Ronan Farrow Says National Enquirer’s Scheme to ‘Seduce,’ Blackmail Him Resulted in ‘Trust Issues Forever’

The “Catch and Kill” author says blowback from his bombshell reporting has been “psychologically taxing”

Ronan Farrow attends Carnegie Hall's 2023 Opening Night Gala in New York City
Ronan Farrow attends Carnegie Hall's 2023 Opening Night Gala in New York City (Credit: Theo Wargo/Getty Images)

Ronan Farrow said he’ll grapple with “trust issues forever” after his experience with what he cited as blackmail and seduction by the National Enquirer.

The Pulitzer-winning journalist told the “Smartless” podcast Monday that reporting on former President Donald Trump’s alleged hush money payments to porn actress Stormy Daniels during the 2016 election led to the “weirdest” blowback from his years of bombshell work.

“The weirdest, like, physical surveillance sort of coming-after-me thing was not even the getting followed around, but when I did some reporting that ultimately was at the heart of the first of those Trump indictments about the hush payments during the election, it involved … the catching and killing of stories on his behalf by the National Enquirer,” Farrow began. “And the Enquirer, which was led by some very vindictive people, in some ways [had] a sort of blackmail or blackmail-adjacent business model that they had come up with — like, there were people seducing me. They like, they published my sexts with someone. And so you can imagine the trust issues forever.”

Still, Farrow appeared to take that experience in stride, laughing in embarrassment at the memory. The comments buttoned a conversation began by cohost Jason Bateman concerning Farrow’s safety while uncovering ugly truths of the world’s most powerful men, from Trump to Harvey Weinstein.

“Your incredible investigative journalism has yielded some unhappy folks on the other side, I would imagine,” Bateman said.

“Very much so,” Farrow agreed.

“So how do you sort of get yourself ready for possible blowback?” Bateman asked. “Like, all the way up to and including — do you have 24-hour-a-day security? Or is that something you’ve ever had to consider?”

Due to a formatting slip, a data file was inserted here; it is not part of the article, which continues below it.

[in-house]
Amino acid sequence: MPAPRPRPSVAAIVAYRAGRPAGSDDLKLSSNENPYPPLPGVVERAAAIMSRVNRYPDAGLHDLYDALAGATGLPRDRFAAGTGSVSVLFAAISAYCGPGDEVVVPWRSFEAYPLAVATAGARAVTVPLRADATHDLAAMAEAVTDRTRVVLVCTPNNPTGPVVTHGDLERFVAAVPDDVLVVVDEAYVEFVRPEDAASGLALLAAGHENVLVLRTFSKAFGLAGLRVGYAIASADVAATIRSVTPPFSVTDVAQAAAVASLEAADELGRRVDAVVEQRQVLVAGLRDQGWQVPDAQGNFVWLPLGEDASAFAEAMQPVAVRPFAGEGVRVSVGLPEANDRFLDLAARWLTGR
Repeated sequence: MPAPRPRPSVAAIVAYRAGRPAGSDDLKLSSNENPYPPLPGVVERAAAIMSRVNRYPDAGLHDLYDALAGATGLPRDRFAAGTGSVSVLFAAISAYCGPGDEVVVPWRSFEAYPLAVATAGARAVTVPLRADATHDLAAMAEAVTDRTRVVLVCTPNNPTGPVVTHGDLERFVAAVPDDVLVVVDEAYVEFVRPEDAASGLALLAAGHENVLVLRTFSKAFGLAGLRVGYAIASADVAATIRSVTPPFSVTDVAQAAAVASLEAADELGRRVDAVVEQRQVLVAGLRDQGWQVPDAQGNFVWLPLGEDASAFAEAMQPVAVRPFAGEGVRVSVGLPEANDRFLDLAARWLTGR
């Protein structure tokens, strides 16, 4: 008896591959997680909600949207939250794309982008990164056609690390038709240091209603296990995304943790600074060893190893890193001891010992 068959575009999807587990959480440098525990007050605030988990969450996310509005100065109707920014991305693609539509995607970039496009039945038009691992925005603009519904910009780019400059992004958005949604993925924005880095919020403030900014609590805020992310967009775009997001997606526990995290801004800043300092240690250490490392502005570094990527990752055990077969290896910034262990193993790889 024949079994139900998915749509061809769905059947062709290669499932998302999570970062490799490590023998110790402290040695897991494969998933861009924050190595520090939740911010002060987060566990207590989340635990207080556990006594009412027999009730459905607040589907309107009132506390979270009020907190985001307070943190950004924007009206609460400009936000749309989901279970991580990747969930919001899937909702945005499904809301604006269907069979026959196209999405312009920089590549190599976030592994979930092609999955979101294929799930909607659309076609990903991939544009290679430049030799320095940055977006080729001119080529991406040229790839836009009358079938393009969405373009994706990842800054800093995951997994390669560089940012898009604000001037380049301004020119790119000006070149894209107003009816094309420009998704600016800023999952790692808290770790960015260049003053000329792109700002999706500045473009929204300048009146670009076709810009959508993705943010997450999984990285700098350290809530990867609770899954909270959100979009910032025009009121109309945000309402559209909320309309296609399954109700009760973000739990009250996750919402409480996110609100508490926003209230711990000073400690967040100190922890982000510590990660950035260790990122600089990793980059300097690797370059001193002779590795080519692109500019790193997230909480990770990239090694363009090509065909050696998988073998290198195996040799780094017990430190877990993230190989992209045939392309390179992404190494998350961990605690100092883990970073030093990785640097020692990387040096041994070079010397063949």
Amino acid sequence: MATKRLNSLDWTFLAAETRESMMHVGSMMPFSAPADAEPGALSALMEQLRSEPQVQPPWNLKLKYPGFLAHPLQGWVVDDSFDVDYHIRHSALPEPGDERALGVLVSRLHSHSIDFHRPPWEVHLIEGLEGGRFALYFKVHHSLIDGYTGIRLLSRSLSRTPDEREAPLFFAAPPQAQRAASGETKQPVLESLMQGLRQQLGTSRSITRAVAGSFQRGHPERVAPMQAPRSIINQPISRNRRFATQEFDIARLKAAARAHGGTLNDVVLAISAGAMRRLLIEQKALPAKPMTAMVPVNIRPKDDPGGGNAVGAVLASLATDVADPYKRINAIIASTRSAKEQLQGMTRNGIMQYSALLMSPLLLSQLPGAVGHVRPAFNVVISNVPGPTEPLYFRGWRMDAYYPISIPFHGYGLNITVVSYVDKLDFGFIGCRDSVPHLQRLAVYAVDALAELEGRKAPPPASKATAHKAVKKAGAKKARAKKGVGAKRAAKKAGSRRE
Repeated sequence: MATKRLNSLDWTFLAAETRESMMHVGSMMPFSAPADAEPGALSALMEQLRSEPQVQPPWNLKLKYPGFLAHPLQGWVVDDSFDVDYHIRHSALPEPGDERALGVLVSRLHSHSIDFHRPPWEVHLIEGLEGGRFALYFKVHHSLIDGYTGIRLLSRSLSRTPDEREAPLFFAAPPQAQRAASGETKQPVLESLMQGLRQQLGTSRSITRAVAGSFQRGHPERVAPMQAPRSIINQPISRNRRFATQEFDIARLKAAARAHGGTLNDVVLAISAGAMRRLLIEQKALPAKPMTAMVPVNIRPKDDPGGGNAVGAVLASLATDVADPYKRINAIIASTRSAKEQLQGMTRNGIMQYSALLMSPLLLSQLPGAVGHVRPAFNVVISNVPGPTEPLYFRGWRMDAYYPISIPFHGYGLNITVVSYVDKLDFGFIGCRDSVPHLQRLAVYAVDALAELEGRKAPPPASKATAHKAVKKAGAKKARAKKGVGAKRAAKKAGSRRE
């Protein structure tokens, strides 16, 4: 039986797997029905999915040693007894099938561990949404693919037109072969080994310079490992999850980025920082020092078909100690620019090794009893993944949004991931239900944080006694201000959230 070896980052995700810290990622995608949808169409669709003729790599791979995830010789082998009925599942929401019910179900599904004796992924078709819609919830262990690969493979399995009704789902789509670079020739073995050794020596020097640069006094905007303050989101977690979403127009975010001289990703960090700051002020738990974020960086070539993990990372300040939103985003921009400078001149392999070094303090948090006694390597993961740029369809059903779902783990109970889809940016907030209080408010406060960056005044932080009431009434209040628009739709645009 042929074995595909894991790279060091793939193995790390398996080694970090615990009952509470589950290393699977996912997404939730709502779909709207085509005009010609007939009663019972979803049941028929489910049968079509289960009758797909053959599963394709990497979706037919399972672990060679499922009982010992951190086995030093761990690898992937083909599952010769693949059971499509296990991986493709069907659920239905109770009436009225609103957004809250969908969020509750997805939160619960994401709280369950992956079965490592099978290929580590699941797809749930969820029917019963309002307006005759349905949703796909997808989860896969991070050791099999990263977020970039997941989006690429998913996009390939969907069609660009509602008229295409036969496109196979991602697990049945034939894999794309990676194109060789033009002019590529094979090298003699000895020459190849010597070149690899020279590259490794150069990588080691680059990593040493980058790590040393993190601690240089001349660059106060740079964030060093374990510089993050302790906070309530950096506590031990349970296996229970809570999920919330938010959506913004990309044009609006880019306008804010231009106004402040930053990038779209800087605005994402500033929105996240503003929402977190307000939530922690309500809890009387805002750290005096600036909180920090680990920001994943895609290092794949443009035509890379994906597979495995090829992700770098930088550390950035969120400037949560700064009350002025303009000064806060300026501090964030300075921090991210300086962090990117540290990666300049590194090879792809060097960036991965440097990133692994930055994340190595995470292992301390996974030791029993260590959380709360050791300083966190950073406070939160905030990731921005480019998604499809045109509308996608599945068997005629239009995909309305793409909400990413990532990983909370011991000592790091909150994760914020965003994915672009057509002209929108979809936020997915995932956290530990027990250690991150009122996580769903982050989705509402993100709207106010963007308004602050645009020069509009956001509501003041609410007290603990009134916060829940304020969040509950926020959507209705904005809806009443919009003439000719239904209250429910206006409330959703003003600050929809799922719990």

“I don’t. I almost, I hesitate to say it to create an opening for people. But, you know, I’ve been followed around and staked out and had to, like, not be in my apartment — and move, actually, in one case,” Farrow said before revisiting his experience with the Enquirer.

It’s not the first time Farrow has lobbed accusations against the tabloid. In February 2019, he quote tweeted Amazon CEO Jeff Bezos’ Medium essay about how the National Enquirer attempted to blackmail him with personal photos.

“I and at least one other prominent journalist involved in breaking stories about the National Enquirer’s arrangement with Trump fielded similar ‘stop digging or we’ll ruin you’ blackmail efforts from AMI,” Farrow tweeted at the time. (“I did not engage as I don’t cut deals with subjects of ongoing reporting,” he added.)

He later detailed the “intermediaries” he believed the Enquirer hired to solicit personal, sexual photos of him in his October 2019 book, “Catch and Kill.”

Back on his “Smartless” interview with Bateman and cohosts Will Arnett and Sean Hayes, Farrow was asked if such experiences where his physical and emotional well-being are at risk indicate greater hazards for working journalists today.

“I experience it in a country with good rule of law, and it’s psychologically taxing, but the actual getting followed around height of threats to physical safety, I feel is something that ebbs and flows and I’ve been OK without heavy security,” Farrow said.

He nodded, however, to HBO’s Emmy-nominated “Endangered,” which he executive produced. The project spotlights a year in the life of four journalists in democratic countries with freedom of the press as they “are increasingly facing situations more typically encountered in war zones or autocratic states.”

“I certainly agree that [danger to journalists] is a creeping problem, broadly speaking, whether I am representative of that or not. And I think it’s something that we need to talk about more because it’s not just journalism that’s at stake, it’s a sign of encroaching fascism,” Farrow said. “This is not a new thing in history, it’s one of the tactics that gets deployed, this characterization of the press as an enemy of the people that we saw during the Trump administration. That is tale as old as time, that’s sort of the first thing to kind of separate the public from the facts and reduce accountability so that people can pursue power unjustly.”

Listen to Farrow’s full “Smartless” podcast interview here.


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